With all that said, this game had an uglier start than most this year with eight failed completions in the first quarter, and 19 of the first 28 offensive plays were considered failed plays. CBS had the nerve to use a green checkmark for passes that gained 0 and -3 yards for the Bears. You know a game is in trouble when the biggest play of the first quarter was a 15-yard flag for a hit on a sliding quarterback, but drawing three of those 15-yard flags was something Chase Daniel did really well yesterday.

Yes, the well-rested backup earned his paycheck on the holiday. He's made over a staggering $28 million in his career despite the fact that coming into the week, Daniel had 78 career pass attempts. This was his third start, and his first two were both low-drama Week 17 affairs in 2013 and 2014 when he was with the Chiefs. His quarterbacks coach there was Matt Nagy, so there is a familiarity between the two. Daniel executed the offense about as well as you could hope from a backup on a short week. He missed a couple of touchdown throws, but he at least avoided turnovers and dipped out of a few more sacks. Surprisingly, Nagy didn't bother to give him much run support as the Bears handed off just 11 times for 34 yards while Daniel had 45 action plays.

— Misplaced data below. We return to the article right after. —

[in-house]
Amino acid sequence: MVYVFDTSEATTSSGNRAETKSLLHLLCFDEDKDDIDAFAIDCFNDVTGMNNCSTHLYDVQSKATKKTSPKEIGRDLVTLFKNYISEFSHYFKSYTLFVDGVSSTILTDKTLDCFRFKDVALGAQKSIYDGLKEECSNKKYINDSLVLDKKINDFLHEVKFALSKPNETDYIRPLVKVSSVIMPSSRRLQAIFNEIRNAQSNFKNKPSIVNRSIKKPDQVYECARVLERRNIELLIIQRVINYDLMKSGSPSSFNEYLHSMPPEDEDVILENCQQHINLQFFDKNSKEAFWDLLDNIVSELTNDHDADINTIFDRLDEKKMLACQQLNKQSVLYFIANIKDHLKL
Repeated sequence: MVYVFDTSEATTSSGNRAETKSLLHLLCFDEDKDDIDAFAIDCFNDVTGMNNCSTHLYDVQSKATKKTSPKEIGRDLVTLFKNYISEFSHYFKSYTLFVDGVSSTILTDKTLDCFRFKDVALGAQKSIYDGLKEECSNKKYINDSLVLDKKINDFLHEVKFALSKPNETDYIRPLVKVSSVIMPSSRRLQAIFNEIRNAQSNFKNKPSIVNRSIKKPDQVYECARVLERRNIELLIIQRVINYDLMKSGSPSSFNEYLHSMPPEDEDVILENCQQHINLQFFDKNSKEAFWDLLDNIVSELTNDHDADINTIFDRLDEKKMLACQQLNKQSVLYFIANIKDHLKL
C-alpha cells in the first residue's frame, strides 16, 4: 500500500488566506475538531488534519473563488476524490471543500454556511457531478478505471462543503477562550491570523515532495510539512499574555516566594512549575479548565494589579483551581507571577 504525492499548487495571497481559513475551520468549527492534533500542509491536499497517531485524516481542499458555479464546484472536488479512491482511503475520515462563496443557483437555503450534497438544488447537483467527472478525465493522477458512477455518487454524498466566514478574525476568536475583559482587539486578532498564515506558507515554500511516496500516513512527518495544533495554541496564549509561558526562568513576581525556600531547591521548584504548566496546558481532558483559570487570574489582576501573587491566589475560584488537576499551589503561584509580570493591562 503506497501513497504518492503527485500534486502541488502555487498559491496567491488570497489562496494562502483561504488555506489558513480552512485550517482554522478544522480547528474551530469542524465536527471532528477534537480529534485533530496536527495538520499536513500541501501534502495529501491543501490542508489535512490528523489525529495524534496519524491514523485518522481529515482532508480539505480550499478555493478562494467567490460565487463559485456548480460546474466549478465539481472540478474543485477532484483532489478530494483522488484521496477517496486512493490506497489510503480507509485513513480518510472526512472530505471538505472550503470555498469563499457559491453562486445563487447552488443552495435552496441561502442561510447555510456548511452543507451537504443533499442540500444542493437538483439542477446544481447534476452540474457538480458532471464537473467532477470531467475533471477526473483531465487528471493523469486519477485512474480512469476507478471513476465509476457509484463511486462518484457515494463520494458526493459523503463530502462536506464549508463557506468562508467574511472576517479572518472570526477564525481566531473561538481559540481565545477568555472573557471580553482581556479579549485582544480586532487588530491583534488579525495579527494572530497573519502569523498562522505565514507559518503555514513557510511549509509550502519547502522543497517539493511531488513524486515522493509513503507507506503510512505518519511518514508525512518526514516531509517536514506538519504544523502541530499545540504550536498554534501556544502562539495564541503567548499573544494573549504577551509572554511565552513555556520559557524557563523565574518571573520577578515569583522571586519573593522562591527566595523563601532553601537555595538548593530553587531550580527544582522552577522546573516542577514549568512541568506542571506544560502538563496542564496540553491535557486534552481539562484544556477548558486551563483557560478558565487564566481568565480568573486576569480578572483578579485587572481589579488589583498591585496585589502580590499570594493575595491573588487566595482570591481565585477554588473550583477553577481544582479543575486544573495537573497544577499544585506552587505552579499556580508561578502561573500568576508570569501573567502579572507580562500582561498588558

This also just adds to the bizarre season the Lions have had. They beat Tom Brady and Aaron Rodgers, but lost at home to the likes of Sam Darnold (Jets) and now Daniel. But to Daniel's credit, he came through on a fourth-quarter drive when the Bears were down 13-9. He actually caught a pass for 8 yards on a trick play, but that play netted 22 yards after Daniel was tackled by his facemask. Two plays later, Tarik Cohen made a nice adjustment on Daniel's pass for a 14-yard touchdown and Chicago led 16-13.